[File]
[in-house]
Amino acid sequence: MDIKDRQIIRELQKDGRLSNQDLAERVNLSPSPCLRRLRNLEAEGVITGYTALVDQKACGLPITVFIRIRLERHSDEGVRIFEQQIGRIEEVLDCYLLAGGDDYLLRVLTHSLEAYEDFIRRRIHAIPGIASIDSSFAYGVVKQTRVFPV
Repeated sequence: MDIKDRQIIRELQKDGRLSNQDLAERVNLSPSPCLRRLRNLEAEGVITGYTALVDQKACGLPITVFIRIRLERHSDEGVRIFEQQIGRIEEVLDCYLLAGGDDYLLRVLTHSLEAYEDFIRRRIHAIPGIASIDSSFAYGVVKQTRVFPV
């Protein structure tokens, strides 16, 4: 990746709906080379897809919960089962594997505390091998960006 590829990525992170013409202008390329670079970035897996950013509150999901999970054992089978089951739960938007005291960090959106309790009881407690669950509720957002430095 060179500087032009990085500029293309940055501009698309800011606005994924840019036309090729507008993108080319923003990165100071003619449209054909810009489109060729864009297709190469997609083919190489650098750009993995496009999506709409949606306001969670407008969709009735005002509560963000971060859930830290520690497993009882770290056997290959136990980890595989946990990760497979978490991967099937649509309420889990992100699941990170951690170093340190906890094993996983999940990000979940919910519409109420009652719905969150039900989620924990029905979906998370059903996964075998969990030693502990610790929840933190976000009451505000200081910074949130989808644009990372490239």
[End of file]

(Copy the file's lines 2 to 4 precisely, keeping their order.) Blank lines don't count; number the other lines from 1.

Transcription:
Amino acid sequence: MDIKDRQIIRELQKDGRLSNQDLAERVNLSPSPCLRRLRNLEAEGVITGYTALVDQKACGLPITVFIRIRLERHSDEGVRIFEQQIGRIEEVLDCYLLAGGDDYLLRVLTHSLEAYEDFIRRRIHAIPGIASIDSSFAYGVVKQTRVFPV
Repeated sequence: MDIKDRQIIRELQKDGRLSNQDLAERVNLSPSPCLRRLRNLEAEGVITGYTALVDQKACGLPITVFIRIRLERHSDEGVRIFEQQIGRIEEVLDCYLLAGGDDYLLRVLTHSLEAYEDFIRRRIHAIPGIASIDSSFAYGVVKQTRVFPV
């Protein structure tokens, strides 16, 4: 990746709906080379897809919960089962594997505390091998960006 590829990525992170013409202008390329670079970035897996950013509150999901999970054992089978089951739960938007005291960090959106309790009881407690669950509720957002430095 060179500087032009990085500029293309940055501009698309800011606005994924840019036309090729507008993108080319923003990165100071003619449209054909810009489109060729864009297709190469997609083919190489650098750009993995496009999506709409949606306001969670407008969709009735005002509560963000971060859930830290520690497993009882770290056997290959136990980890595989946990990760497979978490991967099937649509309420889990992100699941990170951690170093340190906890094993996983999940990000979940919910519409109420009652719905969150039900989620924990029905979906998370059903996964075998969990030693502990610790929840933190976000009451505000200081910074949130989808644009990372490239």